Do We Need Federal Agencies Like FEMA?

By:  Kelly Holt
11/11/2011
       
Do We Need Federal Agencies Like FEMA?

As a resident of tiny Smithville, Texas (between Austin and Houston), this past Labor Day I was able to observe firsthand the largest and most horrific wildfire in Texas history (which ravaged the area) and also its aftermath. The event — labeled the Bastrop County Complex fire — once again gave rise to the stories that restore one’s faith in people: Neighbors as well as citizens from states around the nation responded immediately to the plight of victims. Yet at the same time, the intrusion of the U.S. government agency FEMA (the Federal Emergency Management Agency), with its bureaucratic regulations, provided a clear lesson on why federal aid is not the answer in such situations.

As a resident of tiny Smithville, Texas (between Austin and Houston), this past Labor Day I was able to observe firsthand the largest and most horrific wildfire in Texas history (which ravaged the area) and also its aftermath. The event — labeled the Bastrop County Complex fire — once again gave rise to the stories that restore one’s faith in people: Neighbors as well as citizens from states around the nation responded immediately to the plight of victims. Yet at the same time, the intrusion of the U.S. government agency FEMA (the Federal Emergency Management Agency), with its bureaucratic regulations, provided a clear lesson on why federal aid is not the answer in such situations.

The conflagration began in Bastrop County on September 4 when a downed tree sparked a power line. Given that Texas is in the midst of the most severe single-year drought since the 1950s, parched terrain and high temperatures provided the perfect fuel for immediate ignition. High winds spread the blaze at an alarming rate. It jumped the Colorado River and eventually destroyed nearly 1,600 homes and about 34,000 acres. Amazingly, only two people died as a result of the wildfire.  The fire burned a six-mile-wide and 16-mile-long swath between Bastrop (the county seat) and Smithville — with major damage in rural areas outside the limits of the two towns.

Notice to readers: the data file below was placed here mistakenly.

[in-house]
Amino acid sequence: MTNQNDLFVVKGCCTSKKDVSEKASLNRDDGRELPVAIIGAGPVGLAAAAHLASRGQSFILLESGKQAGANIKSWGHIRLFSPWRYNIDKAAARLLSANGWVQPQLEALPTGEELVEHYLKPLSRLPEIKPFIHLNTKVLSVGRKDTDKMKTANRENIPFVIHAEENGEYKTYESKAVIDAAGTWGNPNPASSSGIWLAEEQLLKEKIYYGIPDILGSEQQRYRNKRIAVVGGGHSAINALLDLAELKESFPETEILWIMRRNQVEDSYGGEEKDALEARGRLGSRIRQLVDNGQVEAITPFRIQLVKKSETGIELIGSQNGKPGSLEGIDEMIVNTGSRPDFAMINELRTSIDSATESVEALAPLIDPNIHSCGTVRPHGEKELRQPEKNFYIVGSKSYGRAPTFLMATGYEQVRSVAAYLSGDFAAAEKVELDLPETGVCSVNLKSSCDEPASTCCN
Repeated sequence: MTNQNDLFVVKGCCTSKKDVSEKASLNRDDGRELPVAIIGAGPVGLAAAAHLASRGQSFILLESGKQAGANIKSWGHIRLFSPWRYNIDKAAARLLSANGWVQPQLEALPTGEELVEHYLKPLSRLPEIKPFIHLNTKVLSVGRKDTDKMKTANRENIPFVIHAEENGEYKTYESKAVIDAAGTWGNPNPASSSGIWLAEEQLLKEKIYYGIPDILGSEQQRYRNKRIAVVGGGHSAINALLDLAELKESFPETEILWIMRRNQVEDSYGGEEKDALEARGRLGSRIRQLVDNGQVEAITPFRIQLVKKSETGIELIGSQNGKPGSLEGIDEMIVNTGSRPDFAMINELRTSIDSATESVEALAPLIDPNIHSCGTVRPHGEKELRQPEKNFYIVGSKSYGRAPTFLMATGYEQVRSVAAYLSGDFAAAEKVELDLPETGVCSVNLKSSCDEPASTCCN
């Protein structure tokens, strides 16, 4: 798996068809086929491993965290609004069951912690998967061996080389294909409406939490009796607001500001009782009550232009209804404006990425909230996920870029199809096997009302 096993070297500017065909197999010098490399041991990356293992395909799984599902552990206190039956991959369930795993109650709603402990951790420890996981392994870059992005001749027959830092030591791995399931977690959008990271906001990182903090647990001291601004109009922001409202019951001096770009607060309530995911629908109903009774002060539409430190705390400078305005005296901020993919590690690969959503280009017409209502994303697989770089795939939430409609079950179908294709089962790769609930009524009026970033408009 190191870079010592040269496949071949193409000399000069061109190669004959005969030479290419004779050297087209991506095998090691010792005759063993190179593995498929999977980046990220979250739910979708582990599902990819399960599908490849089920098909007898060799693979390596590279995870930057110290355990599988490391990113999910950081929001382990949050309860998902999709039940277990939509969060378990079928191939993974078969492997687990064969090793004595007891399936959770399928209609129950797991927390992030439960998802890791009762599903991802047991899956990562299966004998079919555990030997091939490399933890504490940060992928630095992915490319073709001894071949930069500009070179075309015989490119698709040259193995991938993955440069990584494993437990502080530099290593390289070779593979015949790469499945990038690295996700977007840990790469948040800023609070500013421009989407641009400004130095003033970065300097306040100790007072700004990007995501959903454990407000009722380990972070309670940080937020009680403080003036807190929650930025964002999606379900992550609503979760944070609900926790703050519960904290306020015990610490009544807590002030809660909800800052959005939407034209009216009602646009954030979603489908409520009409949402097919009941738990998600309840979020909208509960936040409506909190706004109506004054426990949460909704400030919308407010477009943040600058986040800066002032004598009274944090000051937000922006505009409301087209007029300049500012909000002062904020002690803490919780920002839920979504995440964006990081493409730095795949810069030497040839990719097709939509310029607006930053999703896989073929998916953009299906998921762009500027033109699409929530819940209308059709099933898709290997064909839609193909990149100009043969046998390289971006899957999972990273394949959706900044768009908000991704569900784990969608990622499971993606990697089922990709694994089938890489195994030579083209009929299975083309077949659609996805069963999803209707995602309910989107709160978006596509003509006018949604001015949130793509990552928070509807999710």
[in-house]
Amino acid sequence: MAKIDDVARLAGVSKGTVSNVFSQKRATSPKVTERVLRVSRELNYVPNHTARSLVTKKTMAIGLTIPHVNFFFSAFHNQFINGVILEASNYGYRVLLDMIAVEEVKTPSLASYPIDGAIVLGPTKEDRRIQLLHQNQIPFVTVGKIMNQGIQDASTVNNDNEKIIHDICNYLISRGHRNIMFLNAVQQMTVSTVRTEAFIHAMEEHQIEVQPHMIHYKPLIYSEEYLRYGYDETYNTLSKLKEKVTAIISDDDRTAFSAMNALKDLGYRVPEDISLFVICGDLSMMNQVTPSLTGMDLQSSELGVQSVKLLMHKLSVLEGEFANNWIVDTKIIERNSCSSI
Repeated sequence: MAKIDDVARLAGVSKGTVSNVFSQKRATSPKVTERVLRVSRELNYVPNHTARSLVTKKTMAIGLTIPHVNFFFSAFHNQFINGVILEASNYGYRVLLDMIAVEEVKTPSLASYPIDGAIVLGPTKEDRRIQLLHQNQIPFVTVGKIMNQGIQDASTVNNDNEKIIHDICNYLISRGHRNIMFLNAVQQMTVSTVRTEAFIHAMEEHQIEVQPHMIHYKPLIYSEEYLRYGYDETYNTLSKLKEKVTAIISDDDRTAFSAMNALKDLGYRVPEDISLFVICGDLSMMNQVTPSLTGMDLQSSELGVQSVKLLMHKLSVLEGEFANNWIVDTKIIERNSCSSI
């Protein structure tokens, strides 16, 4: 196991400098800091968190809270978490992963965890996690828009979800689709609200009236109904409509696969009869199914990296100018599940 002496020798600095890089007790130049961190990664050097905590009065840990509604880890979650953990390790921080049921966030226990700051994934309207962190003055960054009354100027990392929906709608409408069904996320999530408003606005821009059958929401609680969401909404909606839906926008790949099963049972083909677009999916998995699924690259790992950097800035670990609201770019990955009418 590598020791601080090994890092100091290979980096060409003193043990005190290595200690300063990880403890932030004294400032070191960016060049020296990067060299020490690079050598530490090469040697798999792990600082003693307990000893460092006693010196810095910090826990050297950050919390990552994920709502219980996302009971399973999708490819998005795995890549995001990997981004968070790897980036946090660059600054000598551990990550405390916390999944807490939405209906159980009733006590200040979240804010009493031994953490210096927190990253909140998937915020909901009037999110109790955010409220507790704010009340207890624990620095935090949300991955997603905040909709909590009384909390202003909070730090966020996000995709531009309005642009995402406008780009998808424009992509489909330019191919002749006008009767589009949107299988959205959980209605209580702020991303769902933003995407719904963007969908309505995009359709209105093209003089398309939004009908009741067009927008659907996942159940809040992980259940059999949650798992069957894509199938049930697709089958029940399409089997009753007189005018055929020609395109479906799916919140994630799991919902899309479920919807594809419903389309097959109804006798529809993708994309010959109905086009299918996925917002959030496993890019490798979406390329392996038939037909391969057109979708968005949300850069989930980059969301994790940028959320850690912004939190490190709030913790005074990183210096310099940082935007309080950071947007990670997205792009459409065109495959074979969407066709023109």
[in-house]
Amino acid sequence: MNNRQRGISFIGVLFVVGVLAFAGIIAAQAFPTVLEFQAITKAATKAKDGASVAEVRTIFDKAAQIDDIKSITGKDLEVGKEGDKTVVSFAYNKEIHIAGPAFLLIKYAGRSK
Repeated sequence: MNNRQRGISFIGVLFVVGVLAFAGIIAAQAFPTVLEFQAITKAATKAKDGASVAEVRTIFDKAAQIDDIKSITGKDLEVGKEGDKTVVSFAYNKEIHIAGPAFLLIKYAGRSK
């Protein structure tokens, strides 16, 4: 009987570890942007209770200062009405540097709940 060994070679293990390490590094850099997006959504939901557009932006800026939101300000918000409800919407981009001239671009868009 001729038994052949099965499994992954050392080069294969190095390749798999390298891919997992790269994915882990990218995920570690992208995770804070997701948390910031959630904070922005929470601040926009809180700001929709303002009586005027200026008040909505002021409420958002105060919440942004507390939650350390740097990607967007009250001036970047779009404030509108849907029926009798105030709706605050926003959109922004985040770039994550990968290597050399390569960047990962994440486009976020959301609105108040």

Private Response
For whatever reason, it appeared that tiny Smithville (pop. 4,000) was able to organize donation and volunteer efforts somewhat more quickly and efficiently than its troubled neighbors. Donations poured in from across the nation, and firefighters and volunteers didn’t wait for invitations. As a volunteer, your reporter witnessed the remarkable phenomenon of every person seemingly being in the right place at the right time, doing the right thing. Church kitchens produced hundreds of meals daily for firefighters, volunteers, and evacuees; empty warehouse space was opened to accept, organize, and distribute donations; keys to necessary buildings appeared; and forklifts with operators showed up to transport donations to the appropriate places — all in clockwork fashion.

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